Product placement has long been a part of games as an alternative method of income to game distributors. (We’ve written about Dunkin Donuts in Sims Social). In my humble opinion, no one is nailing product placement in social network games as EA is doing in SimCity Social, which you can play on Facebook. Unlike virtual goods in other games in which the goods are not very desirable, the “buildings” that one can place in SimCity Social actually have very nice decorative value as well as potential revenue value. They are tied in with quests, and the buildings are usually upgradable.
The latest product placement is Progressive- one needs to build a “service center” that generates materials. The building design is pretty funky and although the center itself doesn’t generate very many materials, completing the mission yields ample rewards. A lost opportunity from Progressive’s perspective was that the character Flo, who appears in the company’s TV ads, was not the one deliver the mission. Too bad.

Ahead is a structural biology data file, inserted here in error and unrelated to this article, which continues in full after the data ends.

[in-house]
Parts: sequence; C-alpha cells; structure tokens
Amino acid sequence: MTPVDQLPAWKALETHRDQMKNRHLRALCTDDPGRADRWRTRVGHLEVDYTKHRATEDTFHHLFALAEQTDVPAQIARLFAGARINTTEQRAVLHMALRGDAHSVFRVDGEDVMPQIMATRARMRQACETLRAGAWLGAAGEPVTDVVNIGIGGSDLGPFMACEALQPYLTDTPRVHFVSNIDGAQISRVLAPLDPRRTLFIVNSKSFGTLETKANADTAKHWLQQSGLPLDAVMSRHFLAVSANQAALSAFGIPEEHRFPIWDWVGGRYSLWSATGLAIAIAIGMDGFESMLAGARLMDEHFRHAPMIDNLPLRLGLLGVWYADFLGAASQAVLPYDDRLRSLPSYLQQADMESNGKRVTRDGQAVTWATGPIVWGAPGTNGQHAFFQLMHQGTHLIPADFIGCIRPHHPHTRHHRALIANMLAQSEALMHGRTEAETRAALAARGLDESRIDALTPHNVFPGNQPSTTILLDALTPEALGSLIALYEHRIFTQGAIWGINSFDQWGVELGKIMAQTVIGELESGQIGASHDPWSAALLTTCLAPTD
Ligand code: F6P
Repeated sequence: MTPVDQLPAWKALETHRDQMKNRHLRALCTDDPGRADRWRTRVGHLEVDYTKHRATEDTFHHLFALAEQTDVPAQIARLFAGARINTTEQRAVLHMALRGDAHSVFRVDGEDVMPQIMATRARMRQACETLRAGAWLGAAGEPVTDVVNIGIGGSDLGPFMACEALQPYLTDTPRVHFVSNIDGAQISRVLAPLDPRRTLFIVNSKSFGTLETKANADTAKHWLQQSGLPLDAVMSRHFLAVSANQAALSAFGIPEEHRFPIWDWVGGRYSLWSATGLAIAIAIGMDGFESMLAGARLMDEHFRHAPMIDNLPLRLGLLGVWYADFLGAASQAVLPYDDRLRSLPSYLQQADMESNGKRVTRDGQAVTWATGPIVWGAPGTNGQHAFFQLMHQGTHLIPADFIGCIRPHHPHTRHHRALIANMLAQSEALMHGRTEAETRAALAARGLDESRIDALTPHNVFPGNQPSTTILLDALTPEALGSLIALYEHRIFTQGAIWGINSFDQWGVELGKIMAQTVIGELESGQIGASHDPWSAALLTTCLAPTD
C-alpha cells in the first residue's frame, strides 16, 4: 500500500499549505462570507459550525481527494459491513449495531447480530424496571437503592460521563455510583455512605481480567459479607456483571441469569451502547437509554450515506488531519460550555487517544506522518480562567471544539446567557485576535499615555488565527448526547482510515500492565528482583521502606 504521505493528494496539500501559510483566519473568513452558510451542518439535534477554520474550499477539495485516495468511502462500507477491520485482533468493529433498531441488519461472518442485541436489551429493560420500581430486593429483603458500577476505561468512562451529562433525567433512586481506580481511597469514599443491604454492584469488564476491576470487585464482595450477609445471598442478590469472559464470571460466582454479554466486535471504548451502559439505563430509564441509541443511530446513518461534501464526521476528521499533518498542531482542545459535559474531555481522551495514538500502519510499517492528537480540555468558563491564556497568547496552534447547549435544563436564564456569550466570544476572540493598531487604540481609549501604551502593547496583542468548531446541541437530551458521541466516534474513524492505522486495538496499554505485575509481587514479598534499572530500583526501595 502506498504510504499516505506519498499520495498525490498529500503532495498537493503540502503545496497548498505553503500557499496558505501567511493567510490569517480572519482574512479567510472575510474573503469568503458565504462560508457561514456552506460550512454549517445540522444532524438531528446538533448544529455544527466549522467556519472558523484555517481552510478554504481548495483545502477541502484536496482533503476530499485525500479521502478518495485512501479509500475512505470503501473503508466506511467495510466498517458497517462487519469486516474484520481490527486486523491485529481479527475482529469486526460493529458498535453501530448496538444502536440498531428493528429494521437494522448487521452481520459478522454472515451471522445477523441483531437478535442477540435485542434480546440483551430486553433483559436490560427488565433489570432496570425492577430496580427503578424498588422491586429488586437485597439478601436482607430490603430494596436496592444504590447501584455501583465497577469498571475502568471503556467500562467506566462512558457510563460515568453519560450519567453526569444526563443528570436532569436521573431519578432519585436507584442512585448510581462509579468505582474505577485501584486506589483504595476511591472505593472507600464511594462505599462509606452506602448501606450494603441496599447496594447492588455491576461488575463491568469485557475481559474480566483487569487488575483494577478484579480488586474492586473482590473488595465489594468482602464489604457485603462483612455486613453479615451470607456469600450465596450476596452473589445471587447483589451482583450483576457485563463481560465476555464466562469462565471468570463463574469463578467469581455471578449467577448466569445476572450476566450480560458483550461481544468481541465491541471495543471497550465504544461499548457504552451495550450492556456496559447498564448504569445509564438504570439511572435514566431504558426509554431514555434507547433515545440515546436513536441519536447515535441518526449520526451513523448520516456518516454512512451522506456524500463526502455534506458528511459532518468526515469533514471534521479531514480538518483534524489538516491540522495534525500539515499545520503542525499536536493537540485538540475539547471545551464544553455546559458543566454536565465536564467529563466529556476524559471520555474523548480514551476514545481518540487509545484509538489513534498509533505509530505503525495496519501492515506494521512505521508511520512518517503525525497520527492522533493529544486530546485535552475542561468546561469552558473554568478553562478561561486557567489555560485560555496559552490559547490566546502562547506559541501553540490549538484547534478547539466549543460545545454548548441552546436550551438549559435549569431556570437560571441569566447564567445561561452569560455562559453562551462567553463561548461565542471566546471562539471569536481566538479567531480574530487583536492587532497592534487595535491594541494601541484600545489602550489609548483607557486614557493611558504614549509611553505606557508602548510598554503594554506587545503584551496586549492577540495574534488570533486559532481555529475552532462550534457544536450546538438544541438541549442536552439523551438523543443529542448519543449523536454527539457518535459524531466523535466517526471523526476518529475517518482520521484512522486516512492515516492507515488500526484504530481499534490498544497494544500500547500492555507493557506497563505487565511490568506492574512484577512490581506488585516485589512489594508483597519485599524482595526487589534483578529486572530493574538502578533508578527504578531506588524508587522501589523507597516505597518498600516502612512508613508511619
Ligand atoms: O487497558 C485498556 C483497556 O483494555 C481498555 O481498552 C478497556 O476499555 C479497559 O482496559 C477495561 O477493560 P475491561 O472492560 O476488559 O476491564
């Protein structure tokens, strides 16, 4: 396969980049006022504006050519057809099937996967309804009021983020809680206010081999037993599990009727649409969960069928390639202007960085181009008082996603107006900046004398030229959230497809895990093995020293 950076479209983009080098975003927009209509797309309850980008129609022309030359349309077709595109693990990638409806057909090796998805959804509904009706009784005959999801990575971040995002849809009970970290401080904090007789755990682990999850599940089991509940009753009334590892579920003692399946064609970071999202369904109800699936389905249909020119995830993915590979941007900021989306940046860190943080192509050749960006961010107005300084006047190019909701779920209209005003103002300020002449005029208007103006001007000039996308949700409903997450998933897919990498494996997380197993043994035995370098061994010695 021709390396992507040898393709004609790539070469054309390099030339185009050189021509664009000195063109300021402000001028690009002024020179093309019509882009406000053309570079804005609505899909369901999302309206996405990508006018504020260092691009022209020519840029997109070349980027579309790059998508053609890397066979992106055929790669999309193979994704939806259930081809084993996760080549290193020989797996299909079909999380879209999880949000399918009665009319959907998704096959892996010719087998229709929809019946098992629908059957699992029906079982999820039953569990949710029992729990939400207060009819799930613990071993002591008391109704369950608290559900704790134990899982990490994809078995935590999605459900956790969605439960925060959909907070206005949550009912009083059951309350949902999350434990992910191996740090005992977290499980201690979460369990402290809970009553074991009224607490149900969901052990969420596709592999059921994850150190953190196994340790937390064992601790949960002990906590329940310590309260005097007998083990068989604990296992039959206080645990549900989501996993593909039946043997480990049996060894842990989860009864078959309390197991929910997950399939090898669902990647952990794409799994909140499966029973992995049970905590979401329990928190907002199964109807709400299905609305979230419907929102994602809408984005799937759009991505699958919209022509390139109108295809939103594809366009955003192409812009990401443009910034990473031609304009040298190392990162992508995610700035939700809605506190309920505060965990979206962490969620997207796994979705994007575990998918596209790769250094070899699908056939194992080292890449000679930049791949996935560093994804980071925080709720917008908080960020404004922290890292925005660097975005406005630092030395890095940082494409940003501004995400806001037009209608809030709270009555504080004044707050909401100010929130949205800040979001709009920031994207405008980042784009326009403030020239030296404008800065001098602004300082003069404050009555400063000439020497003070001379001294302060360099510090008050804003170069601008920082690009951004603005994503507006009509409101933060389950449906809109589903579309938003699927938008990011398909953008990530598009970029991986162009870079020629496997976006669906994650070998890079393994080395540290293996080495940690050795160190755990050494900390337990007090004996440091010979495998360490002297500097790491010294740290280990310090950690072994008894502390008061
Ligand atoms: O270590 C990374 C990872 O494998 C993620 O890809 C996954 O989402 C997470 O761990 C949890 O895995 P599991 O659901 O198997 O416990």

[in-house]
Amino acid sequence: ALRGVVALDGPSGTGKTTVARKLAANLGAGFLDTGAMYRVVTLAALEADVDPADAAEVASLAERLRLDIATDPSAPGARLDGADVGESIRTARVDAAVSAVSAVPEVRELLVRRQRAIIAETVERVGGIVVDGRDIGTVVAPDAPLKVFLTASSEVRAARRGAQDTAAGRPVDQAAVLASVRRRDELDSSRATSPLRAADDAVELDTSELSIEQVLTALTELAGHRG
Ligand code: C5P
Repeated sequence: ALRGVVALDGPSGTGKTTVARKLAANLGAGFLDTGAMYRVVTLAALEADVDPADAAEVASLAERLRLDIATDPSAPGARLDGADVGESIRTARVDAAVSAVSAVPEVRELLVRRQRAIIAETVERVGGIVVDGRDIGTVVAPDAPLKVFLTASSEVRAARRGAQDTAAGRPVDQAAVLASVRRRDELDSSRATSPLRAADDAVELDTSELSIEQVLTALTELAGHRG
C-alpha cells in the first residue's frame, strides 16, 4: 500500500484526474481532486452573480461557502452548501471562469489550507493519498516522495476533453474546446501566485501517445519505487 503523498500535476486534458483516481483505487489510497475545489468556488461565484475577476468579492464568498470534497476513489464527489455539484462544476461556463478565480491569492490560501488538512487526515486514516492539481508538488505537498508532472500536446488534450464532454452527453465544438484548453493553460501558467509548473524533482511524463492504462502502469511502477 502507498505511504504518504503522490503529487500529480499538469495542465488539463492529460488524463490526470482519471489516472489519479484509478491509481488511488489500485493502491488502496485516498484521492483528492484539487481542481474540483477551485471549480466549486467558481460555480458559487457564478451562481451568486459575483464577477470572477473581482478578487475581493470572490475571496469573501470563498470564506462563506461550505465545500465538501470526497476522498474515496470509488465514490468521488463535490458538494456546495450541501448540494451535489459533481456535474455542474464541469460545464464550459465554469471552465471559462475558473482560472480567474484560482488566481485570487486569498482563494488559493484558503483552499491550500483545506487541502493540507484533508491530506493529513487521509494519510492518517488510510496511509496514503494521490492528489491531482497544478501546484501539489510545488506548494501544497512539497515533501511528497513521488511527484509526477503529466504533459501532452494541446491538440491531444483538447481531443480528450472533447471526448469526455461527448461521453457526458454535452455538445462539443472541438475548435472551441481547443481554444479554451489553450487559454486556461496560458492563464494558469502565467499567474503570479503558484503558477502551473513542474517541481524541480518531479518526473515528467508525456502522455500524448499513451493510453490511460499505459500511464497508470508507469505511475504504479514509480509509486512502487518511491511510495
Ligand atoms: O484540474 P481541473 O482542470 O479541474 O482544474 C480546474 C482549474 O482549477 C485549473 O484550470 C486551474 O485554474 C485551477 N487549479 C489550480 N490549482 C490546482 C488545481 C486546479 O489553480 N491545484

The concept of building a factory really goes hand in hand with heavy industries. Mercedes-Benz also did a product placement that involved building a beautiful factory, putting up a Mercedes-Benz billboard. The mission was to build new cars. I don’t know how consistent the information was to their actual production, but the “upgrades” to the buildings included adding smartphone docking stations- if these upgrades are actually a part of their new line, this mission also provided a lot of information about their cars, especially for someone like me who wasn’t interested in Mercedes-Benz.
Another example was Century21, which had a very cute building, and was really appropriate because the company is a real estate firm. Here is an interview with Century21 CMO Bev Thorne featured in Forbes regarding the SimCity Social product placement and a blog post from the company.
Then, of course, there’s Dunkin’ Donuts, which already has a track record of doing product placements in social network games. Dunkin Donuts had several pink-colored “decorations” which help boost your city’s population, as well as a donut store. You can see here that I placed these together with other pink buildings. Unfortunately, I wasn’t able to complete the quest and get the ultimate coffee decoration. Did this product placement make me go to Dunkin’ Donuts? No, perhaps because there is no Dunkin’ Donuts nearby, but it did make me want to eat donuts. Yum. Stephen Totilo argues that the Dunkin product placement was the “most effective ad ever in a video game.” I would somewhat agree!